Whether you contemplate the decision for days or years, filing for divorce is never easy. Unfortunately, at times, strong emotions can cloud and interfere with your good judgment and ability to think clearly and rationally.
If you are planning to file for divorce, it’s important to take steps to prepare prior to doing so. Once a spouse is notified of a filing and proceedings begin, there is often a shift in dynamics and even spouses who were previously on good terms may discover that a husband or wife is racking up credit card debt or attempting to hide assets.
Protect Your Best Interests In A Divorce
Take the following four steps prior to filing for divorce:
1. Obtain a credit card – The card should be in your name only and used to make purchases that are necessary and related to your divorce. Additionally, if you have one or more joint credit cards, it may be wise to freeze the account(s) to prevent a spouse from racking up debt.
2. Sign up for electronic statements – For all new and existing financial accounts, it’s wise to sign up for electronic statements and to change your password. Doing so will prevent a soon-to-be ex-spouse from opening your mail and accessing your personal account information.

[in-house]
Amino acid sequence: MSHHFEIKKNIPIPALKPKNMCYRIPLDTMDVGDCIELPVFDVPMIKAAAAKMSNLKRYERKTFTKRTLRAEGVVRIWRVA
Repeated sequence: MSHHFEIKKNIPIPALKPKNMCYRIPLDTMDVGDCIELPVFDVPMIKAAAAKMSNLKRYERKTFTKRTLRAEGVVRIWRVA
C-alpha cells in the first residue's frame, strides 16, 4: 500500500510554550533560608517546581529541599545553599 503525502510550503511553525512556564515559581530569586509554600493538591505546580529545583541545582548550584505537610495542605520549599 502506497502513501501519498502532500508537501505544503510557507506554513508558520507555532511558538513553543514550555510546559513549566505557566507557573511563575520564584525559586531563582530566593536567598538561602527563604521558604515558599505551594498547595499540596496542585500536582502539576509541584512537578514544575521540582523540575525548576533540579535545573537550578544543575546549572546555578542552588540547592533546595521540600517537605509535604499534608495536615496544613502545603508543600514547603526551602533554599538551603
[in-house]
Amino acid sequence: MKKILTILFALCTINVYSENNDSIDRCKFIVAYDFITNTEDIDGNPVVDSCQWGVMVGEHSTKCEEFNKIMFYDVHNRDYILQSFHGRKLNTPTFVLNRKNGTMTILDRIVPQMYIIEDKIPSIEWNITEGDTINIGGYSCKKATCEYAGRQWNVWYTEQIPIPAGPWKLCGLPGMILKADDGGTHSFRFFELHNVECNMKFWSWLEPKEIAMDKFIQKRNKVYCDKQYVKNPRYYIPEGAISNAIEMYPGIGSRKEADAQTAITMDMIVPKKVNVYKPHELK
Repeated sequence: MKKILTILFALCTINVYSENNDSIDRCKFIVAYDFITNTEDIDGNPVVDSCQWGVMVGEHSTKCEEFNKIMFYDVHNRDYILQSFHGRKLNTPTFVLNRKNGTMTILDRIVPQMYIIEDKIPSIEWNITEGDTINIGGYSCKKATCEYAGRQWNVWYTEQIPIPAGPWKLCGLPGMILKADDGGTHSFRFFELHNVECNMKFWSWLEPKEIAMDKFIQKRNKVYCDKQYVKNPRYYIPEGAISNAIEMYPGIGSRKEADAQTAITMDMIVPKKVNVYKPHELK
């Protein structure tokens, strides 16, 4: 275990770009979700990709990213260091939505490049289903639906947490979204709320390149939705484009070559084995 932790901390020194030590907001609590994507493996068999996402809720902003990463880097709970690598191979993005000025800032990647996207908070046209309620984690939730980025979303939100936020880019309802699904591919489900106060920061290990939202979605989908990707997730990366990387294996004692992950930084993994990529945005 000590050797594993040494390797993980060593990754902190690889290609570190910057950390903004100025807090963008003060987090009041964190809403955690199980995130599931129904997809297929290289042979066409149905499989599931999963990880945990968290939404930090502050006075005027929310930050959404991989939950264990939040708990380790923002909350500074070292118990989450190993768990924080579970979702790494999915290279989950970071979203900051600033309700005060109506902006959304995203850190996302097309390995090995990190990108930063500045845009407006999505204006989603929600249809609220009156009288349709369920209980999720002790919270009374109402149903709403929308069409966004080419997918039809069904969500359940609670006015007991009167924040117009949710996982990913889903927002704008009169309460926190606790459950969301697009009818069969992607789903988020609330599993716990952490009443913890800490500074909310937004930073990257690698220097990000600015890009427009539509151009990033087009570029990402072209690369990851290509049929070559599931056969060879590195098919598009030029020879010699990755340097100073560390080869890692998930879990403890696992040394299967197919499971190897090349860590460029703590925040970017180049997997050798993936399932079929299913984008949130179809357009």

3. Track expenses – At some point during divorce proceedings, you will be asked to present information related to your living expenses. Having credit card and bank statements as hard proof can increase your chances of securing a settlement and/or spousal support amount needed to maintain your standard of living.
4. Take inventory of personal items – From home furnishings and jewelry to pieces of art and automobiles, personal items of value and sentiment have a way of mysteriously disappearing during divorces. It’s important, therefore, to make an inventory list of these items complete with photographic evidence.
These are just a few of the steps that are important to take that can provide you with an advantage going into a divorce. A divorce attorney can answer questions and provide additional and helpful advice even before proceedings formally begin.